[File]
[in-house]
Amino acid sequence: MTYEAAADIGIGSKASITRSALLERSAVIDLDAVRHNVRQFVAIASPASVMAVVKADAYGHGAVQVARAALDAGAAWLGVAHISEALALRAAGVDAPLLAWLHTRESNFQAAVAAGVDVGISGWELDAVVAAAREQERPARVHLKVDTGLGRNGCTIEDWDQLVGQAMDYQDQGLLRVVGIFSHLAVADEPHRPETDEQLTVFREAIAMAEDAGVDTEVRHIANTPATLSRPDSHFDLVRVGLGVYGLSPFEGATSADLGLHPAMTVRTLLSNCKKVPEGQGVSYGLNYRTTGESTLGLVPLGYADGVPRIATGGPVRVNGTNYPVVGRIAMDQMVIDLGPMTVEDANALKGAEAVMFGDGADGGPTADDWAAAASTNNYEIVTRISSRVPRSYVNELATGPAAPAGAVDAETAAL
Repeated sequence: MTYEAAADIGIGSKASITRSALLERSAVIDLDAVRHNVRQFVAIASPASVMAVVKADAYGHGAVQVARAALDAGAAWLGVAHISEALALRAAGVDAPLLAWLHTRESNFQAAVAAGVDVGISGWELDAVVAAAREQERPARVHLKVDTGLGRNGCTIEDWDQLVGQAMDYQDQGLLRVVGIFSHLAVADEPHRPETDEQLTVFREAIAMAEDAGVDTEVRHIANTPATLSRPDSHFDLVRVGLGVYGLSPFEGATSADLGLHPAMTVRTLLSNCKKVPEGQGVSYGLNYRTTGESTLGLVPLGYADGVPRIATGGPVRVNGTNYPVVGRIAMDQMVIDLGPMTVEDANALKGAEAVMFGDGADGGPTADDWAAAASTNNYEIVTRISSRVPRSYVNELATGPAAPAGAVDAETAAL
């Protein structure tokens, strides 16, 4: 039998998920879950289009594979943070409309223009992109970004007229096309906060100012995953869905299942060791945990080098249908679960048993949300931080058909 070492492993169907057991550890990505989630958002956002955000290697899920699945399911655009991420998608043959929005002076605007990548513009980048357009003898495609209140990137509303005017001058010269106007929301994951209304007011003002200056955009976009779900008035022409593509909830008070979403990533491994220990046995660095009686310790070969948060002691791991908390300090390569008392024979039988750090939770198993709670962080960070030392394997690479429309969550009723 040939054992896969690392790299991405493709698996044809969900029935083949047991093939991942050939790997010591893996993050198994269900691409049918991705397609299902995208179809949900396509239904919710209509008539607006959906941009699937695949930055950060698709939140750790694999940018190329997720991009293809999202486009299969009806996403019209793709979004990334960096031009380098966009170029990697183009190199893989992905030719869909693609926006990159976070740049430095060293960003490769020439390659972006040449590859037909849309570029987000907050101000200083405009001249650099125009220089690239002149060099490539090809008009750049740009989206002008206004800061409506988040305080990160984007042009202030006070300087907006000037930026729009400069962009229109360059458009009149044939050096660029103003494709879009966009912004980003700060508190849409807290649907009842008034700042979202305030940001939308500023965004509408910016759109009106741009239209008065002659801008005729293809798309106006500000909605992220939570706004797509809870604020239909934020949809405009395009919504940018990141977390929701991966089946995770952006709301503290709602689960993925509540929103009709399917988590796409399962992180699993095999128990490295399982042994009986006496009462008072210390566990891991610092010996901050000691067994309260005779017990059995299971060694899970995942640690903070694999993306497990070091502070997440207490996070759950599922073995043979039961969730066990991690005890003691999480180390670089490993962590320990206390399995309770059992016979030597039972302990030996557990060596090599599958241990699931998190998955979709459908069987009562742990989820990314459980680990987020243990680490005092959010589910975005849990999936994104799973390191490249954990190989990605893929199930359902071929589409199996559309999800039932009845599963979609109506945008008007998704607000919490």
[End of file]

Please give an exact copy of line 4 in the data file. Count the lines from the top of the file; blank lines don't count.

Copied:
């Protein structure tokens, strides 16, 4: 039998998920879950289009594979943070409309223009992109970004007229096309906060100012995953869905299942060791945990080098249908679960048993949300931080058909 070492492993169907057991550890990505989630958002956002955000290697899920699945399911655009991420998608043959929005002076605007990548513009980048357009003898495609209140990137509303005017001058010269106007929301994951209304007011003002200056955009976009779900008035022409593509909830008070979403990533491994220990046995660095009686310790070969948060002691791991908390300090390569008392024979039988750090939770198993709670962080960070030392394997690479429309969550009723 040939054992896969690392790299991405493709698996044809969900029935083949047991093939991942050939790997010591893996993050198994269900691409049918991705397609299902995208179809949900396509239904919710209509008539607006959906941009699937695949930055950060698709939140750790694999940018190329997720991009293809999202486009299969009806996403019209793709979004990334960096031009380098966009170029990697183009190199893989992905030719869909693609926006990159976070740049430095060293960003490769020439390659972006040449590859037909849309570029987000907050101000200083405009001249650099125009220089690239002149060099490539090809008009750049740009989206002008206004800061409506988040305080990160984007042009202030006070300087907006000037930026729009400069962009229109360059458009009149044939050096660029103003494709879009966009912004980003700060508190849409807290649907009842008034700042979202305030940001939308500023965004509408910016759109009106741009239209008065002659801008005729293809798309106006500000909605992220939570706004797509809870604020239909934020949809405009395009919504940018990141977390929701991966089946995770952006709301503290709602689960993925509540929103009709399917988590796409399962992180699993095999128990490295399982042994009986006496009462008072210390566990891991610092010996901050000691067994309260005779017990059995299971060694899970995942640690903070694999993306497990070091502070997440207490996070759950599922073995043979039961969730066990991690005890003691999480180390670089490993962590320990206390399995309770059992016979030597039972302990030996557990060596090599599958241990699931998190998955979709459908069987009562742990989820990314459980680990987020243990680490005092959010589910975005849990999936994104799973390191490249954990190989990605893929199930359902071929589409199996559309999800039932009845599963979609109506945008008007998704607000919490």